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iceamber
Tux's lil' helper
Tux's lil' helper


Joined: 06 Jun 2016
Posts: 87

PostPosted: Mon Nov 05, 2018 7:57 am    Post subject: how to move Gentoo to another Disk? Reply with quote

Hi, all
I want to change the disk of my computer to SSD, but I don't want to install Gentoo again, because config it will take a lot of time. How to do that?
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NeddySeagoon
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Joined: 05 Jul 2003
Posts: 43198
Location: 56N 3W

PostPosted: Mon Nov 05, 2018 11:59 am    Post subject: Reply with quote

iceamber,

Clean out all the rubbish first.
eclean -d distfiles
eclean -d packages

Remove logs that you don't need
Remove the failed builds in /var/tmp/portage
emerge -c <old_kernel_sources>
...

There is no point in taking that with you.

Fit both drives to your system.
Boot with USB stick or something. You can't do this while your install is in use.
Partition the new drive to your liking. It need not be the same as the old one.
Make your filesystems.
Mount your new filesystem tree read/write at say /mnt/new
Mount your old filesystem tree read only at say /mnt/old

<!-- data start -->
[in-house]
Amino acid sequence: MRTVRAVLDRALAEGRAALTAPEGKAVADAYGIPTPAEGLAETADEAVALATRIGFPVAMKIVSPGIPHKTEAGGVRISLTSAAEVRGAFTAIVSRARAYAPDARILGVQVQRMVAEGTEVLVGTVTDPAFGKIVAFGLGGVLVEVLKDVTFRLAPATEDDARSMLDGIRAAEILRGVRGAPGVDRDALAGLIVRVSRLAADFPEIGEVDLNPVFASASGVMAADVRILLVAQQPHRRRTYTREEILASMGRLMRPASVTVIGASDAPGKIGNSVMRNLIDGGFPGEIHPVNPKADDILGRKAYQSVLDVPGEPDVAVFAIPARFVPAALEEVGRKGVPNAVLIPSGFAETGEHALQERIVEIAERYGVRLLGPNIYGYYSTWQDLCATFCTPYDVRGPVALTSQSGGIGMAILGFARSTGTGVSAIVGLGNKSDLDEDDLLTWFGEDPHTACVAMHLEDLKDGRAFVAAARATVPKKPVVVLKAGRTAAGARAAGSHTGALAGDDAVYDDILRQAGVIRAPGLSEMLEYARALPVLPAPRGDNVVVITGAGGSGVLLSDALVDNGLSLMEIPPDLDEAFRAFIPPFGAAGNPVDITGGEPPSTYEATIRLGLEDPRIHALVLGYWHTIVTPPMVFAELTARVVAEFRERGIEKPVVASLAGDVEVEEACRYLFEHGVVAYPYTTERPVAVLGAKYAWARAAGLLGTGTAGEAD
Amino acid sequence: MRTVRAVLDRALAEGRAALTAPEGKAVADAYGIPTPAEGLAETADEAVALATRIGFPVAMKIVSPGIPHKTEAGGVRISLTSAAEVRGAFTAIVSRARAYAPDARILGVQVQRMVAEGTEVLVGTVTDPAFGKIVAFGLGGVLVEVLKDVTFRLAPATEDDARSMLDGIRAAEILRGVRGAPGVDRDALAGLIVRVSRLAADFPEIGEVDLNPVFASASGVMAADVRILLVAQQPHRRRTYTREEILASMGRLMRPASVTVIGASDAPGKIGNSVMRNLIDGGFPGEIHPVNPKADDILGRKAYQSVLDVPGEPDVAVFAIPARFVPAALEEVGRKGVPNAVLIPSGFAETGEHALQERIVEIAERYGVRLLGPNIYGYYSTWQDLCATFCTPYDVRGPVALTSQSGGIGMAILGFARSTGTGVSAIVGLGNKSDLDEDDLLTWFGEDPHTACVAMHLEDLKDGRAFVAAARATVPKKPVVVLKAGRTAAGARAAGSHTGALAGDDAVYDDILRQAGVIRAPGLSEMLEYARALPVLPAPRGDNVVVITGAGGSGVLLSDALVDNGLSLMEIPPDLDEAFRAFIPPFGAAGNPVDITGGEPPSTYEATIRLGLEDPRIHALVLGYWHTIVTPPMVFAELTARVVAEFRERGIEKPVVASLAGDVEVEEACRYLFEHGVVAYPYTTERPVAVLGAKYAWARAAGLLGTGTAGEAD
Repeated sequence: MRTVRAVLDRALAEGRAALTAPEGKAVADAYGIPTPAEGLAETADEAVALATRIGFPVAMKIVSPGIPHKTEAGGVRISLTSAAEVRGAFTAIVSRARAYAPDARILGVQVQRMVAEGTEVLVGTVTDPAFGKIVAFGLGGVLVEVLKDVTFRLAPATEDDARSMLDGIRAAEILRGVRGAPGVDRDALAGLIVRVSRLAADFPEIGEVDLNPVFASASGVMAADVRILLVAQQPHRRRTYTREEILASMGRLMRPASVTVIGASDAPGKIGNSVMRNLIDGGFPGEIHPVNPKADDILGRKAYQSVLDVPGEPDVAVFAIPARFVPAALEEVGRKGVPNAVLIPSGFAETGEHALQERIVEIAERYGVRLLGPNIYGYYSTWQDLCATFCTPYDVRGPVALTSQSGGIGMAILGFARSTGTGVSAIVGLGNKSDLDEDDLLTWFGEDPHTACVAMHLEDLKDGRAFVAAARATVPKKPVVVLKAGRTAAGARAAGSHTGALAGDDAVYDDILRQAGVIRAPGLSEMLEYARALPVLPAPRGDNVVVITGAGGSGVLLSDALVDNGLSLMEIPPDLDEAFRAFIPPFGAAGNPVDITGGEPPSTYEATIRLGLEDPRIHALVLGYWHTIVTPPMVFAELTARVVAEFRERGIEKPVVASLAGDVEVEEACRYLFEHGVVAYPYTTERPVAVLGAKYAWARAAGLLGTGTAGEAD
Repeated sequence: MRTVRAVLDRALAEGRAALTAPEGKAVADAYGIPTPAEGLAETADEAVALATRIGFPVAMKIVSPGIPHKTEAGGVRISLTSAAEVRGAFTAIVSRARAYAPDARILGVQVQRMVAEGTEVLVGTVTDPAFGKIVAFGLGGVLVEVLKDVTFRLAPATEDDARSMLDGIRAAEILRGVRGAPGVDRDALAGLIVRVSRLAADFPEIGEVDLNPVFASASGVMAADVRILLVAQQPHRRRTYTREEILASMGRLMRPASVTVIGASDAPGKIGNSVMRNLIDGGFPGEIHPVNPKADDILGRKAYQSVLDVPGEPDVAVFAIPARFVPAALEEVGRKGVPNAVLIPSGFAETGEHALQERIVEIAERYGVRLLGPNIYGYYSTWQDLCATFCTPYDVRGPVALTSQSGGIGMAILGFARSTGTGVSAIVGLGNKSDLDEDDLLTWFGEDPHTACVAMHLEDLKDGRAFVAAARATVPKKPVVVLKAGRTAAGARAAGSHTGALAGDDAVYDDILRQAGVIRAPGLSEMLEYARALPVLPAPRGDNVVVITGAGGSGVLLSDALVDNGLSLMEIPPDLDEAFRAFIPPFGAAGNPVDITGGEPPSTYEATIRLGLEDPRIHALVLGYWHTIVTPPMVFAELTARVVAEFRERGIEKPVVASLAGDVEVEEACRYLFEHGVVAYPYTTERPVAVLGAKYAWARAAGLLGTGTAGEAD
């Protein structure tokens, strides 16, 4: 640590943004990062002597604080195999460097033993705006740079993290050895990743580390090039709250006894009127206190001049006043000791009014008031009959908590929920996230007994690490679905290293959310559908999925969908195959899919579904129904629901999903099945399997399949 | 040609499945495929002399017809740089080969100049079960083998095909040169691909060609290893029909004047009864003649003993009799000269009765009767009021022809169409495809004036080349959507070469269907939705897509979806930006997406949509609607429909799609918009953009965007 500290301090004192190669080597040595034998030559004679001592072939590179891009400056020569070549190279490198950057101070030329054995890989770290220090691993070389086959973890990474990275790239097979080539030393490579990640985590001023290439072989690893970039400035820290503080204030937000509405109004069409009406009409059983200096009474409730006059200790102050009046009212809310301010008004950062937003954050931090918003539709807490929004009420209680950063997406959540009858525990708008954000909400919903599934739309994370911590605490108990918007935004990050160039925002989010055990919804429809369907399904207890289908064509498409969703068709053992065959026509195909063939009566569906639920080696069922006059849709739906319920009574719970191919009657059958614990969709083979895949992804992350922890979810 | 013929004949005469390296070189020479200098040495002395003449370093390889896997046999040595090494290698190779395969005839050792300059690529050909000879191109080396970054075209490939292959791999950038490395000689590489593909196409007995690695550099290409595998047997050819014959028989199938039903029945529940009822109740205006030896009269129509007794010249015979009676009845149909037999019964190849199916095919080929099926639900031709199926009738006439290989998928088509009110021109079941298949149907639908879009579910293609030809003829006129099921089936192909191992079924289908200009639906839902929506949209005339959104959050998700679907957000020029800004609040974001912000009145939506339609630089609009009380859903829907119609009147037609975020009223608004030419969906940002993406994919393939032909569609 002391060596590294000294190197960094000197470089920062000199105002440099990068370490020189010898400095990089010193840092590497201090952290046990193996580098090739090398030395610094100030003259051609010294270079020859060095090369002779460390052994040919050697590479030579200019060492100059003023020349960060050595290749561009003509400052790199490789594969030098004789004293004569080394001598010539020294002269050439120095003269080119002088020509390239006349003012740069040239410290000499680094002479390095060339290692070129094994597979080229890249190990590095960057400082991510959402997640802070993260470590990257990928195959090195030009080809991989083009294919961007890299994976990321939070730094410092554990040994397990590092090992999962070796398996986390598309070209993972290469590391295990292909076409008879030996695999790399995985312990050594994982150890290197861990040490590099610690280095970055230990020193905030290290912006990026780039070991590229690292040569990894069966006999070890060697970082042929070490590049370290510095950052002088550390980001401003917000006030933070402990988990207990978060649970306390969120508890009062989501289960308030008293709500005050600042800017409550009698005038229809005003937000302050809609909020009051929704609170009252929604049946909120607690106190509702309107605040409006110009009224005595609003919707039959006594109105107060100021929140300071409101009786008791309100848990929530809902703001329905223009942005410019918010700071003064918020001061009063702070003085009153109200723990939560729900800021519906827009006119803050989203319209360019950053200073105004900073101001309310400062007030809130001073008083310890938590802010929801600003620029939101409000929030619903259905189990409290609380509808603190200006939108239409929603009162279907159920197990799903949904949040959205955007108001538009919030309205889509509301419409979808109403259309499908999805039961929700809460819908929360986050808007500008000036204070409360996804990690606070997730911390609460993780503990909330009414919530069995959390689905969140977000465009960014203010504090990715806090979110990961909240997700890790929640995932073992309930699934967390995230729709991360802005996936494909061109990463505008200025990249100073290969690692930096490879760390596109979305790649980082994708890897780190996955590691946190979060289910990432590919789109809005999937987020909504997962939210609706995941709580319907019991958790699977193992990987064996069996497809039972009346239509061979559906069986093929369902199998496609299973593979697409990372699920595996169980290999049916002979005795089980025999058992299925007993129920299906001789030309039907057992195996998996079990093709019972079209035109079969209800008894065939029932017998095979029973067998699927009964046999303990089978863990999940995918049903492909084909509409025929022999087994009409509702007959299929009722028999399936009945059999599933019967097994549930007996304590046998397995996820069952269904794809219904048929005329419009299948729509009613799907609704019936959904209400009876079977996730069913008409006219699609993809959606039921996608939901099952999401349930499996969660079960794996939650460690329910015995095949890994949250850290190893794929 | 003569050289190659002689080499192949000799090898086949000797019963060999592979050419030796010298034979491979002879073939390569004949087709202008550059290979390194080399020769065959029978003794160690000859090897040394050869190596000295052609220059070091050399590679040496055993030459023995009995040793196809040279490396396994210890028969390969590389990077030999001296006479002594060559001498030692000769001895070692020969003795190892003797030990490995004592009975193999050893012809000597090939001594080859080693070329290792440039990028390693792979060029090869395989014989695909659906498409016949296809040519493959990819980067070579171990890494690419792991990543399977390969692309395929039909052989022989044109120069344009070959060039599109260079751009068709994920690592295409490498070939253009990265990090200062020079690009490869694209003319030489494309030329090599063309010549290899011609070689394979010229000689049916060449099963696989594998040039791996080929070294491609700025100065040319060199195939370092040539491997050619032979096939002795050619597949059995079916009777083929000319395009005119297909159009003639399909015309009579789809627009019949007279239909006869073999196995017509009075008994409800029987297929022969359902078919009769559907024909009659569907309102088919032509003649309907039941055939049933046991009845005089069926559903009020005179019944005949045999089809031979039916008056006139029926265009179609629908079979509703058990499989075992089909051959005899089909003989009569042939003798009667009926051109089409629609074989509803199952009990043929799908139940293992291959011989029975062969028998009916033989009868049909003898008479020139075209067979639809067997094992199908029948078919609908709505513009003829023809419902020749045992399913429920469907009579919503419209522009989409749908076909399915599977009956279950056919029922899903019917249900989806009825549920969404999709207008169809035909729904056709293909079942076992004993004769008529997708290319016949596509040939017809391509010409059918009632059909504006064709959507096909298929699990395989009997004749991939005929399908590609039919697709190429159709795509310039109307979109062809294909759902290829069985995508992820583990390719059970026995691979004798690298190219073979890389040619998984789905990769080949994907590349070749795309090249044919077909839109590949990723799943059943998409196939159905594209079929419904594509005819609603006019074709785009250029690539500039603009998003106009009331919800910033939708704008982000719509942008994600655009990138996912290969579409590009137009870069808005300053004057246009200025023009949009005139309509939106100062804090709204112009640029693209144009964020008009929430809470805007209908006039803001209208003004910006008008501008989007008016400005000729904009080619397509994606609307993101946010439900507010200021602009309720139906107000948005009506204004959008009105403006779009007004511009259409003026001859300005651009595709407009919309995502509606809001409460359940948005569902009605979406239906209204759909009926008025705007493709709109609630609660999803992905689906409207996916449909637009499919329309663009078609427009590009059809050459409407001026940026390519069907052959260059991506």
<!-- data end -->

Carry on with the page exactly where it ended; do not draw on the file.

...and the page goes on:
The readonly is important. It protects you if you mess up the copy.
Code:
cp -a  /mnt/old/*  /mnt/new/
I usually mess that up and get the output at the wrong level.

When that completes you have copied all your files over.

chroot into the new install
If you use BIOS, not UEFI, reinstall grub to the MBR
Fix your /etc/fstab.

You have things like your ssh host key and all your private keys on both drives.
Its up to you if that matters or not.
Don't give away your keys.
_________________
Regards,

NeddySeagoon

Computer users fall into two groups:-
those that do backups
those that have never had a hard drive fail.
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iceamber
Tux's lil' helper
Tux's lil' helper


Joined: 06 Jun 2016
Posts: 87

PostPosted: Mon Nov 05, 2018 1:27 pm    Post subject: Reply with quote

NeddySeagoon wrote:
iceamber,

Clean out all the rubbish first.
eclean -d distfiles
eclean -d packages

Remove logs that you don't need
Remove the failed builds in /var/tmp/portage
emerge -c <old_kernel_sources>
...

There is no point in taking that with you.

Fit both drives to your system.
Boot with USB stick or something. You can't do this while your install is in use.
Partition the new drive to your liking. It need not be the same as the old one.
Make your filesystems.
Mount your new filesystem tree read/write at say /mnt/new
Mount your old filesystem tree read only at say /mnt/old
The readonly is important. It protects you if you mess up the copy.
Code:
cp -a  /mnt/old/*  /mnt/new/
I usually mess that up and get the output at the wrong level.

When that completes you have copied all your files over.

chroot into the new install
If you use BIOS, not UEFI, reinstall grub to the MBR
Fix your /etc/fstab.

You have things like your ssh host key and all your private keys on both drives.
Its up to you if that matters or not.
Don't give away your keys.


Thank you, I'll try it
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